Author Christa M. Miller could have subtitled Raccoon Rescue, The Kits and the Kids. Those four words pretty much summarizes this illustrated book that children in grades 2-3 will enjoy.
Roxy, Rufus, and Renae are three young raccoons who are learning about life outside their comfortable den. As they venture out to gather food they encounter humans--as well as the trash they leave behind. Children will enjoy the interaction between the kits that sounds very much like normal give and take in a family.
Here is an interchange when Roxy gets mad at her brother:
"Don't call me fox-bait!" She leaped at him.
"Mama!" Rufus screeched and got away barely in time. "Roxy bared her teeth at me!"
"Roxy, don't pick fights with your brother," Mama said. "He was only trying to help you. And Rufus, don't call your sister names. That isn't necessary." (p.13)
|Illustrated by Christian Barratt|
When the kits see a child who seems scared their mother says,
"When you see a human acting normal, the best thing to do is leave it alone."
The youngest raccoon responds, "Can we adopt it?" asked Renae. "Raise it like a raccoon?" (p. 18)
As the raccoons cross paths with Helena, Hope, and their parents, there is misunderstanding conflict, and then ultimately, a new respect on both sides. The final chapter includes clever dialogue which shows the reader how both the animals and the children feel and think.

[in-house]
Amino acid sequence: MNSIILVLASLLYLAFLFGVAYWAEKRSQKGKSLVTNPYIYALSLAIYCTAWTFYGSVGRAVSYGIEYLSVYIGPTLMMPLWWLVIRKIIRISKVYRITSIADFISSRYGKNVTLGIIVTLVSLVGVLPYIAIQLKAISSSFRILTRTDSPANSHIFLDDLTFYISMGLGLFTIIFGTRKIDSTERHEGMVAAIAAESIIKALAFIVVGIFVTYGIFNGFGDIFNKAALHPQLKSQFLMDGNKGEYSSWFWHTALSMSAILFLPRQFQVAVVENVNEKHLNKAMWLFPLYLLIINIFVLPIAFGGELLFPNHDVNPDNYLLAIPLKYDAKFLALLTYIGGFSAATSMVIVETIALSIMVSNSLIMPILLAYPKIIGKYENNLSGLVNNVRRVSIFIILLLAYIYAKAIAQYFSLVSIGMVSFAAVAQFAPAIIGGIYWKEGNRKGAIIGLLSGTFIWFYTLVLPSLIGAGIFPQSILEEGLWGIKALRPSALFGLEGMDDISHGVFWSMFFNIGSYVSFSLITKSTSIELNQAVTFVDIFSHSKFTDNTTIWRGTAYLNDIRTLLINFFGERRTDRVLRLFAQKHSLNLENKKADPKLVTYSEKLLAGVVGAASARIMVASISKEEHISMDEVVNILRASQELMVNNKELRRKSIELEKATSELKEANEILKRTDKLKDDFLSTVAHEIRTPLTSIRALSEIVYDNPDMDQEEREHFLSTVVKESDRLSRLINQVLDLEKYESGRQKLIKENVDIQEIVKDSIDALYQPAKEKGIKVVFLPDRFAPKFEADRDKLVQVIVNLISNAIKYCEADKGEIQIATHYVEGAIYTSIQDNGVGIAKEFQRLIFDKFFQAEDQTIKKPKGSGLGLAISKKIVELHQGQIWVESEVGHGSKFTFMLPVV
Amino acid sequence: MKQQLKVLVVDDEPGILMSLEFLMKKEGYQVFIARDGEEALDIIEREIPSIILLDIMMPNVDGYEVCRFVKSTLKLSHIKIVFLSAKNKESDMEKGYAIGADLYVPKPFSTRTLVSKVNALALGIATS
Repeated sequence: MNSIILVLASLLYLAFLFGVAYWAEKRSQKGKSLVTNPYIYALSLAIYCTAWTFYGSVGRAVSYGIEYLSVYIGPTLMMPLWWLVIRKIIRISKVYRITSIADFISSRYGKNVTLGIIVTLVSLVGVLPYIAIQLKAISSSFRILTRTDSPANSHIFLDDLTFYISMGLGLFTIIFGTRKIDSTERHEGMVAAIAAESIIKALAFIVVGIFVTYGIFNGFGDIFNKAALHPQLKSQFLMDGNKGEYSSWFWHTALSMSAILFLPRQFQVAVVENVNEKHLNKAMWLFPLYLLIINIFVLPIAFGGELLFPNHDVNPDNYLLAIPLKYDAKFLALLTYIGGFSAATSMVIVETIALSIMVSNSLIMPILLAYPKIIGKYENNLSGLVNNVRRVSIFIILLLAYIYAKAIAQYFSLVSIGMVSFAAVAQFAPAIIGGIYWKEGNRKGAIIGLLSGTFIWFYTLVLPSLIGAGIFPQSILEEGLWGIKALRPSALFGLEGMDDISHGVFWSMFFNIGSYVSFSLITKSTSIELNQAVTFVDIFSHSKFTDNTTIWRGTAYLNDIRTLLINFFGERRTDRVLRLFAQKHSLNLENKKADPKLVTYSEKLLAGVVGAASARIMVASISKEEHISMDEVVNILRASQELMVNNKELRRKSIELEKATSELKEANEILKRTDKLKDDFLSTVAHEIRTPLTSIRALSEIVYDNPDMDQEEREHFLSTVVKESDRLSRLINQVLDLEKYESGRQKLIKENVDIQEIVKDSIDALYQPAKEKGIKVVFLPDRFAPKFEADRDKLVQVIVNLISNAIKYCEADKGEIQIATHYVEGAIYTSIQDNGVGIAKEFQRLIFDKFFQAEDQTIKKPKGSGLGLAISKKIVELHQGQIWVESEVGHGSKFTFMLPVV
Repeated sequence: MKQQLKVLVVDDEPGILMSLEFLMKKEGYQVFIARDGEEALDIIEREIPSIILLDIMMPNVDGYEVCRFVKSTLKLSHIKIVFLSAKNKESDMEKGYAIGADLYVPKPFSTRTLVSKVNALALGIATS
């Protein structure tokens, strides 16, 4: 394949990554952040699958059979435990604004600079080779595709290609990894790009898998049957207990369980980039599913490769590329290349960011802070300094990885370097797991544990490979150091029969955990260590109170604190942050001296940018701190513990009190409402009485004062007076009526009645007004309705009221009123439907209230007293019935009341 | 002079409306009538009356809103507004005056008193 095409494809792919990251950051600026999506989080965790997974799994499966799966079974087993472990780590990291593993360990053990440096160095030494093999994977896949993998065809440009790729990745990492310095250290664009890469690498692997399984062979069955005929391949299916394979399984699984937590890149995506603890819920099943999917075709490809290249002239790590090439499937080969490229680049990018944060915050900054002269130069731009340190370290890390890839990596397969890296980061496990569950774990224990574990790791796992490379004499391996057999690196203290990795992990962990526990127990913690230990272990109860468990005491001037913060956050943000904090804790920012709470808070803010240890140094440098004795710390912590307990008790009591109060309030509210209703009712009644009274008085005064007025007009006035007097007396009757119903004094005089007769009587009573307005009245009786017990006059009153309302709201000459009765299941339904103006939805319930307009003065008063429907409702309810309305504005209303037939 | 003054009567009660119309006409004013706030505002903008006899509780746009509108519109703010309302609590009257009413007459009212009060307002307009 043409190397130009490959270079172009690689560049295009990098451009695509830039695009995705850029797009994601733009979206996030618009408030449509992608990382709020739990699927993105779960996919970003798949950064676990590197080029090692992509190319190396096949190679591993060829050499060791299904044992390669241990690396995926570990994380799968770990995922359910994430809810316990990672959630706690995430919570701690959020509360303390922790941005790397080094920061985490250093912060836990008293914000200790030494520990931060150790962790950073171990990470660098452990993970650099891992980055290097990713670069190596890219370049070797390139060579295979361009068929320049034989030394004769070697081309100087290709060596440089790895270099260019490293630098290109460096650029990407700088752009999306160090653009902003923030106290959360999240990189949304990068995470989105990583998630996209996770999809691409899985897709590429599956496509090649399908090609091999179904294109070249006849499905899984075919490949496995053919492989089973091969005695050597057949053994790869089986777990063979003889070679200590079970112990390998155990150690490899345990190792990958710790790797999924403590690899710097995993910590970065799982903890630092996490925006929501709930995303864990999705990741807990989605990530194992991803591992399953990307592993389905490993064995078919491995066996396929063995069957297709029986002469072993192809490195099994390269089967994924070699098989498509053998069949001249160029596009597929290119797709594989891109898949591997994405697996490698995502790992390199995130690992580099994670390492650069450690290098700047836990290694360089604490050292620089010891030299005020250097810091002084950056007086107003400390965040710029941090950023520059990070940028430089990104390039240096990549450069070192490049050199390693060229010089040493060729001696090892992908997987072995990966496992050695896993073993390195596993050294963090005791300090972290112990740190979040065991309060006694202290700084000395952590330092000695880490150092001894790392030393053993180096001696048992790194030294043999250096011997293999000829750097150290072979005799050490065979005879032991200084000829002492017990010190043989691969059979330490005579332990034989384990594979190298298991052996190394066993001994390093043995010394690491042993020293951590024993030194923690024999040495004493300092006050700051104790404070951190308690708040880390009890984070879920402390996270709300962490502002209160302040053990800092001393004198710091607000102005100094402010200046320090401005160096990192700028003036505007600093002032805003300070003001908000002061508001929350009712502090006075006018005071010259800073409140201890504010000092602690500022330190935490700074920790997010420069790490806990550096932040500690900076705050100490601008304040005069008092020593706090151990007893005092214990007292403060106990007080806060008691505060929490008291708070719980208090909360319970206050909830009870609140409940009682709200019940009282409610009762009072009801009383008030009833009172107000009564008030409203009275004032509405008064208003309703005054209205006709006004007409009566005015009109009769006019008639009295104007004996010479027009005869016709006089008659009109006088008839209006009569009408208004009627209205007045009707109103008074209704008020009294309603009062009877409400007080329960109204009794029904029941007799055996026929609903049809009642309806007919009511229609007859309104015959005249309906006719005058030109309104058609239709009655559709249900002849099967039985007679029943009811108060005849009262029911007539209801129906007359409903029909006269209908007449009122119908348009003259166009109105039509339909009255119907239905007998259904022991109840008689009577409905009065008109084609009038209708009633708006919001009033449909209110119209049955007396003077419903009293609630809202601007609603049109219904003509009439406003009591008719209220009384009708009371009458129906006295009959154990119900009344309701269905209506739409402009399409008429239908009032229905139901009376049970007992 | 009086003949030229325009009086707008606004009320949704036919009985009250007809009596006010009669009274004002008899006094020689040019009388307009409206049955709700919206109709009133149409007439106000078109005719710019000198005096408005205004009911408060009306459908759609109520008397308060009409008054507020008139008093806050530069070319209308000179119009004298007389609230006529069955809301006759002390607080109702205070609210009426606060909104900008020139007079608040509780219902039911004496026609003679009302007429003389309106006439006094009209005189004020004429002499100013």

Here is Christa's reason for writing Raccoon Rescue.
Raccoon Rescue was the result of spending hours at Izzie's Pond, a local wildlife rescue and sanctuary, volunteering to help care for recovering and orphaned animals -- including raccoons. As I watched young raccoons grow from small kits to juveniles and at last to releasable adults, I grew from simply thinking they were cute, to deeply respecting their intelligence, sociability, and instincts.
Raccoons are among the most adaptable species, but also among the least understood. In the Guardians of the Galaxy movies, Rocket Raccoon is deeply offended by people calling him "vermin" or other epithets that reduce the true measure of his loyalty and quick wits. Seeing people disgusted by "disease-carrying" animals -- at the same time that professional rehabilitators treat them for distemper, worms, and even (via vaccination) rabies -- drove me to write Raccoon Rescue from the point of view of animals who are as uncertain about humans as we can be about them, and hopefully to make us think about how we see them.
Raccoon Rescue is about the heart of those misunderstandings, and the small steps we can all take to correct them towards humane, peaceful coexistence with our wild neighbors.
The illustrations sprinkled through Raccoon Rescue make this book very accessible to young readers. Read more about the illustrator, Christian Barratt, on Christa's blog. In addition, the book uses Dyslexic font to make it more accessible to readers with learning disabilities.
One of the neat extras of this well-written book are the 29 pages of Curriculum Connections at the end. I'm giving my copy to one of my granddaughters to read and give to her teacher. If you have a child or grandchild in second or third grade, consider how this might be a better teacher gift this year than another coffee mug!
|Caitlin with her Thanksgiving turkey|
and Raccoon Rescue!